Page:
Multimethods that combine rather than override inherited behavior
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README.md

Intentions

Build Status

Intentions are a tool for runtime polymorphism in Clojure and ClojureScript. They behave much same as multimethods, with one key exception: where multimethods override inherited behavior, intentions combine it.

Installation

Add the following dependency to your project:

[intentions "0.2.1"]

Usage

An intention is created with defintent:

(defintent valid?
  :dispatch :type
  :combine #(and %1 %2))

An intention needs both a dispatch function, and a combine function. The combine function combines two return values into one. In this case, we perform a logical AND on the values.

Once an intention is stated, behavior can be added using conducts. These are analogous to methods:

(derive ::square ::quad)

(defconduct valid? ::quad [shape]
  (= (count (:sides shape)) 4))

(defconduct valid? ::square [shape]
  (apply = (:sides shape))

Unlike methods, conducts with derived dispatch values combine the functionality of their parents. Because ::square derives from ::quad, both conducts are applied, then combined using and:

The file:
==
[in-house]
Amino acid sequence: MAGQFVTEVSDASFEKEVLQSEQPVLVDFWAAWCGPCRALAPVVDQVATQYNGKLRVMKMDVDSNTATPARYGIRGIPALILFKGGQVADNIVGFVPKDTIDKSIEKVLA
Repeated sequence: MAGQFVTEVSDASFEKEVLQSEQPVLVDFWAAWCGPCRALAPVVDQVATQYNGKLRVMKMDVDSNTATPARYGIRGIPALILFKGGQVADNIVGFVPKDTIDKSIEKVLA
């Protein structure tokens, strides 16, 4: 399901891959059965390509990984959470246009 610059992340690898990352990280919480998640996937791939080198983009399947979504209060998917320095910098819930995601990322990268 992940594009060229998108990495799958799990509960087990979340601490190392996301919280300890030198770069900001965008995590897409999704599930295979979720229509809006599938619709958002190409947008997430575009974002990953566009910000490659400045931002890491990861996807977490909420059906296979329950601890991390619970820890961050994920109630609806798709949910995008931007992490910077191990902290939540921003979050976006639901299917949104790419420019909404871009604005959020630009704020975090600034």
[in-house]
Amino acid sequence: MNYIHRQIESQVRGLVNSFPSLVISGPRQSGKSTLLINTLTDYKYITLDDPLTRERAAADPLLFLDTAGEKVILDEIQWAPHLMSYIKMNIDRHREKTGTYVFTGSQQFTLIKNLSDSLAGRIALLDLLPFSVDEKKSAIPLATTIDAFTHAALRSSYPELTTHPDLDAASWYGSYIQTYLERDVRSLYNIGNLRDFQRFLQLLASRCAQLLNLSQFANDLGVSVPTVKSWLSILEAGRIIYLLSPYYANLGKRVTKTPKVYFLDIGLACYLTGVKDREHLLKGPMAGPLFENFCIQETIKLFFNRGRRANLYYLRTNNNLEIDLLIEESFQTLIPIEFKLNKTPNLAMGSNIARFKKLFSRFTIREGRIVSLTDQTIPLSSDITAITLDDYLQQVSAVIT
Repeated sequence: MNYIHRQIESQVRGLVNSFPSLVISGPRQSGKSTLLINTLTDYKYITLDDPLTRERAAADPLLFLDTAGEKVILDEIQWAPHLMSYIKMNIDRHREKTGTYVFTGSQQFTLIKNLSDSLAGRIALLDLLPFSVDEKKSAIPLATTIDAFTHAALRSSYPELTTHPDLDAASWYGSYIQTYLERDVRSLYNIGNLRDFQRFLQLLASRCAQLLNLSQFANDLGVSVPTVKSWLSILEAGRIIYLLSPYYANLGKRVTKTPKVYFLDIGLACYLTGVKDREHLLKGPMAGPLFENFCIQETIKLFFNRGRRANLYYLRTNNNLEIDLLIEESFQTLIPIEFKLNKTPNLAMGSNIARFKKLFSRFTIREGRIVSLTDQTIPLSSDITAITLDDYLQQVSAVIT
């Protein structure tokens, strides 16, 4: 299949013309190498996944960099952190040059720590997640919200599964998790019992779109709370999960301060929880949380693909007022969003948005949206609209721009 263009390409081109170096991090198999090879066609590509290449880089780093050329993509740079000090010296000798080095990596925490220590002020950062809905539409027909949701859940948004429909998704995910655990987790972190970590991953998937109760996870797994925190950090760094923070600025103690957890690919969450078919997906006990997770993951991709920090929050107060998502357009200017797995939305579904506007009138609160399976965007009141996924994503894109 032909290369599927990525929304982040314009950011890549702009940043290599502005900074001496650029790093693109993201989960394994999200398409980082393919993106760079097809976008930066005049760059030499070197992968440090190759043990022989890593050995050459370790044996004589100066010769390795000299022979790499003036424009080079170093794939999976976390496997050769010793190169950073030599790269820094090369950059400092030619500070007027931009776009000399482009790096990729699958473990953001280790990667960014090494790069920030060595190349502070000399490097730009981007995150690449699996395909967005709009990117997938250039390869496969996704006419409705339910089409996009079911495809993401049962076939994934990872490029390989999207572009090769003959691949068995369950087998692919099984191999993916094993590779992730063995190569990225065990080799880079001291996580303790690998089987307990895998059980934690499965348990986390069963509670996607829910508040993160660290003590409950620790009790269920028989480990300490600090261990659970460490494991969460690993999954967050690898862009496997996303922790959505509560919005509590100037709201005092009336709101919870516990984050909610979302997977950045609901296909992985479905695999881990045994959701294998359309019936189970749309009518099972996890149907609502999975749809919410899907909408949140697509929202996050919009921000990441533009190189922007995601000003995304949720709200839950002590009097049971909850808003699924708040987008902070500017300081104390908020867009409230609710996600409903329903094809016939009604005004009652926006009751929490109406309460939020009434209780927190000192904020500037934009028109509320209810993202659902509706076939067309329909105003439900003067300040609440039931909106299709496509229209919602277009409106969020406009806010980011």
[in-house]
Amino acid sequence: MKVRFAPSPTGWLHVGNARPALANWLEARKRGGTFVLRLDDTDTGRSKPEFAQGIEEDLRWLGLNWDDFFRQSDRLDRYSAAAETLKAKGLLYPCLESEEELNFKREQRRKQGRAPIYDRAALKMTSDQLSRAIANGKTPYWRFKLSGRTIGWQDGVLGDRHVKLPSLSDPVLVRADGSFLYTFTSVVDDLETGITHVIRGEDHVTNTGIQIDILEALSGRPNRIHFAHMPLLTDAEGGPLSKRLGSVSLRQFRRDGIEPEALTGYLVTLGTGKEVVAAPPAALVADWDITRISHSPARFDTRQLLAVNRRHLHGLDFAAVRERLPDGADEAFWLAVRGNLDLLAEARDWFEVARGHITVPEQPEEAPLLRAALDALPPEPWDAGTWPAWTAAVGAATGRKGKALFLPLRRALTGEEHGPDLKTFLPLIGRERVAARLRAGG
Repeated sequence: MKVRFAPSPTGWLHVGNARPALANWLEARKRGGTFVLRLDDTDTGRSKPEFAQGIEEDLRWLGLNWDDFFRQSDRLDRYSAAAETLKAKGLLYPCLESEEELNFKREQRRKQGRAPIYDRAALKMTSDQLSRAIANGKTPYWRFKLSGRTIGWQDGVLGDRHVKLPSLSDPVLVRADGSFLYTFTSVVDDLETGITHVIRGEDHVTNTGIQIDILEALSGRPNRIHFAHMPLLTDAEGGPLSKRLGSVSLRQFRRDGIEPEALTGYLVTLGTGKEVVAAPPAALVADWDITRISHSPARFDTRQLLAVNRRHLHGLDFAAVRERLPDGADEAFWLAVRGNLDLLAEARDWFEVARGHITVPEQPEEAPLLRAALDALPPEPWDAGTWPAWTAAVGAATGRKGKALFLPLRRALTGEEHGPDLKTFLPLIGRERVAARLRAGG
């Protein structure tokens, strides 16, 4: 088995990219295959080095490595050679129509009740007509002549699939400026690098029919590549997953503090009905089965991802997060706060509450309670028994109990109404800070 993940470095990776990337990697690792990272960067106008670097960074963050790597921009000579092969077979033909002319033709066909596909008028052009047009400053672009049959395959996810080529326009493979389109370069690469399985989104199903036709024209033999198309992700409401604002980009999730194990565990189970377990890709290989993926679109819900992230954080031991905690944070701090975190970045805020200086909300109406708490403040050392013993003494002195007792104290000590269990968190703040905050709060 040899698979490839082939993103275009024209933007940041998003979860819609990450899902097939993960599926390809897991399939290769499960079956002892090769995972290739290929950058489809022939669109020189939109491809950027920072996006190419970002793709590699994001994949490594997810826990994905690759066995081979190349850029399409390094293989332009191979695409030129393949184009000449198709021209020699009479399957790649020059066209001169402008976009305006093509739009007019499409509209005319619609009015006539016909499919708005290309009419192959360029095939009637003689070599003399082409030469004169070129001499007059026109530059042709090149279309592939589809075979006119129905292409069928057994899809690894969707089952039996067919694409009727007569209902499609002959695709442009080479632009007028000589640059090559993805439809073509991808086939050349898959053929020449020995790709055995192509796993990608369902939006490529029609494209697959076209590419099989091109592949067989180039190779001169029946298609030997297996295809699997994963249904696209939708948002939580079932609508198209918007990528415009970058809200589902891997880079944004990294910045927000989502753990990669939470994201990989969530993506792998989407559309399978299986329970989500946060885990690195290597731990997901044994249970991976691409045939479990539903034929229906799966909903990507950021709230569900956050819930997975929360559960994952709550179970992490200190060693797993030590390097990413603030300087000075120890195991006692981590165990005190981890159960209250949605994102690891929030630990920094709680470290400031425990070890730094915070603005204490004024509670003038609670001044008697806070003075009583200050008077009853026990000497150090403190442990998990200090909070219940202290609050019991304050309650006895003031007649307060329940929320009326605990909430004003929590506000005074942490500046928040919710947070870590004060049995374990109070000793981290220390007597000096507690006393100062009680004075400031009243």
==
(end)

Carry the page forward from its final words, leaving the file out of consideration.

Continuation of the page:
(valid? {:type ::square, :sides [2 2 2 2]})
-> true

(valid? {:type ::square, :sides [2 2 2]})
-> false

Conducts are combined in a fixed order down the inheritance tree, with parents evaluated before children. So in the above case, the conduct for ::quad is evaluated before ::square. This ordering is particularly useful when using a combining function like merge.

When the inheritance order is ambiguous (such as in the case of a diamond dependency), dependencies are converted to strings and ordered alphanumerically, so as to always provide a consistent ordering. This can be overridden by using the prefer-conduct function.

For example:

;; Diamond dependency graph
(derive ::b ::a)
(derive ::c ::a)
(derive ::d ::b)
(derive ::d ::a)

(defintent order-example
  :dispatch identity
  :combine  concat)

(defconduct ::b [_] '(b))
(defconduct ::c [_] '(c))

If we were to dispatch on ::d, the order in which to apply ::b and ::c is ambiguous, so we default to alphanumeric ordering:

(order-example ::d)
-> (b c)

To explicit specify an ordering, use prefer-conduct:

(prefer-conduct order-example ::c ::b)
(order-example ::d)
-> (c b)

Further Documentation

License

Copyright © 2016 James Reeves

Distributed under the Eclipse Public License either version 1.0 or (at your option) any later version.